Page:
WASHINGTON – First Congress threatened to cut off federal funds to universities using components made by telecom giant Huawei. Next came a classified FBI briefing last fall for University of California research chiefs about foreign espionage threats.
Then in January the U.S. government charged the Chinese firm with bank fraud, violating U.S. sanctions against Iran and theft of trade secrets.
"This was the point in which the line was crossed for me," said Randy Katz, UC Berkeley's vice chancellor for research.
He promptly announced an immediate ban on new research with Huawei, suspending a partnership with one of the school's largest corporate donors that had provided about $9 million over the past eight years.
Berkeley is among a growing number of American universities, including such research powerhouses as Stanford, MIT and UC San Diego, that have begun to cut ties with Huawei. The moves come in response to warnings from U.S. law enforcement agencies that Huawei can't be trusted and could secretly do Beijing's bidding, whether by spying or sabotage.
Moreover, the Trump administration wants to restrain Huawei – the world's largest telecom equipment maker – from expanding its grip on development of critical 5G infrastructure, the next-generation wireless networking system that experts believe will transform connectivity for self-driving cars, factory automation and many other applications.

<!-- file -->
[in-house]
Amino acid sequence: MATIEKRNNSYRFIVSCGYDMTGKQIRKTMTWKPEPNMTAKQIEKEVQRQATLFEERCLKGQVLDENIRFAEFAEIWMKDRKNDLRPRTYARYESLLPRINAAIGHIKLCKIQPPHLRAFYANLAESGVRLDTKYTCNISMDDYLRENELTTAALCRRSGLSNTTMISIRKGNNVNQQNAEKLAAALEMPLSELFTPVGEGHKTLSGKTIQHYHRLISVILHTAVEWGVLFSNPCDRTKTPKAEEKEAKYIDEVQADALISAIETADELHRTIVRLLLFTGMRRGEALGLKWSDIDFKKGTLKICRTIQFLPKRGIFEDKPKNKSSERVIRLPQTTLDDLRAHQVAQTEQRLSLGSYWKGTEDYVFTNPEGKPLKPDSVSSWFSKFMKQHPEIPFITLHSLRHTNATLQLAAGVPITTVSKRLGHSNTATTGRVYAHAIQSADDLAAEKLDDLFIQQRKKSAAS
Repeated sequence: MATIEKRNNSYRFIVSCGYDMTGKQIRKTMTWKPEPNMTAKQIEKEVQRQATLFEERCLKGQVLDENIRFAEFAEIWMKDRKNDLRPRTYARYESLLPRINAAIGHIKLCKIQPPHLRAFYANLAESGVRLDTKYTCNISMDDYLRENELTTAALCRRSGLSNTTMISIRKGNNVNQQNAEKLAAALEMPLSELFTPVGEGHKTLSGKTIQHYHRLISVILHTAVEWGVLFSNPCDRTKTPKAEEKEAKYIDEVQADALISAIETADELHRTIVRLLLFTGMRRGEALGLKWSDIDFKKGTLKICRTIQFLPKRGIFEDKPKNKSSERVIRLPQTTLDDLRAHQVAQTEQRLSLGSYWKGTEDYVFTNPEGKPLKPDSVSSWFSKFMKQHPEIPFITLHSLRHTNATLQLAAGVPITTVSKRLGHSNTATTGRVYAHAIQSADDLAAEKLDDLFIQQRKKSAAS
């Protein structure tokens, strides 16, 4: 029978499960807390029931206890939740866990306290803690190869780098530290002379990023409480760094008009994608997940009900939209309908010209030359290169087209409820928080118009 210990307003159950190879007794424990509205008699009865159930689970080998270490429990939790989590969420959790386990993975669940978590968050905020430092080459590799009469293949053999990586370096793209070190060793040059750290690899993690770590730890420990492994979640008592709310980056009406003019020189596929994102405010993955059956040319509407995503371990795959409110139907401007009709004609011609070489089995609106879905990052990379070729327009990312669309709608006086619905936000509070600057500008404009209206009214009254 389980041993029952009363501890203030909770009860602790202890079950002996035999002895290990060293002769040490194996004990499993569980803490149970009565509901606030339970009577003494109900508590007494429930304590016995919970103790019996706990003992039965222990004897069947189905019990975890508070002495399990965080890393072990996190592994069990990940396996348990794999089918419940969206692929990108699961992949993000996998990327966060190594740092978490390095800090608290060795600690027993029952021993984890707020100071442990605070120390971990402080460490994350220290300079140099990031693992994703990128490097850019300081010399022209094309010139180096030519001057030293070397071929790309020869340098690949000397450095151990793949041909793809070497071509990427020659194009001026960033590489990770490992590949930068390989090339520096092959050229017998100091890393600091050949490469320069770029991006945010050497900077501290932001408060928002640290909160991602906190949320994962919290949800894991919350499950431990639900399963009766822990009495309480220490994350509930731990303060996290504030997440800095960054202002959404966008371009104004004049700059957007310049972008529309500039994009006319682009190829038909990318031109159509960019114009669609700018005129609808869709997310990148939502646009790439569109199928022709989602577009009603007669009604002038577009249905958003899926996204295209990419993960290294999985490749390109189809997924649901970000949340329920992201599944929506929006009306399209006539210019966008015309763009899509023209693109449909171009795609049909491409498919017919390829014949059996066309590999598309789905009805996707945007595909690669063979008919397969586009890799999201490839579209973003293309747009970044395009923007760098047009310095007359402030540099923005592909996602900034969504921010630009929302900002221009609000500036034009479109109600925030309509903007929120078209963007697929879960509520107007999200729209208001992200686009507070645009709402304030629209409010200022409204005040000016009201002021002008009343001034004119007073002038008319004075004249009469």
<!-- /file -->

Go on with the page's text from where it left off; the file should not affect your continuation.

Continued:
While Europe has generally been skeptical of White House calls to prevent Huawei from dominating new 5G networks, U.S. universities, many of which have long-standing relationships with Chinese entities, find themselves in a bind: China may be one of the largest outside sources of technology research funding, but it runs a distant second to Washington in underwriting such work.
UC San Diego, one of the nation's largest research universities, counts on the federal government for most of its more than $1 billion in annual R&D spending. The school last August issued a six-month moratorium on new research involvement with Huawei, and last month extended that indefinitely.
Not only do universities fear jeopardizing hundreds of millions of dollars in federal grants, they don't want to find themselves in the position down the road of having contributed to national security problems, however inadvertently.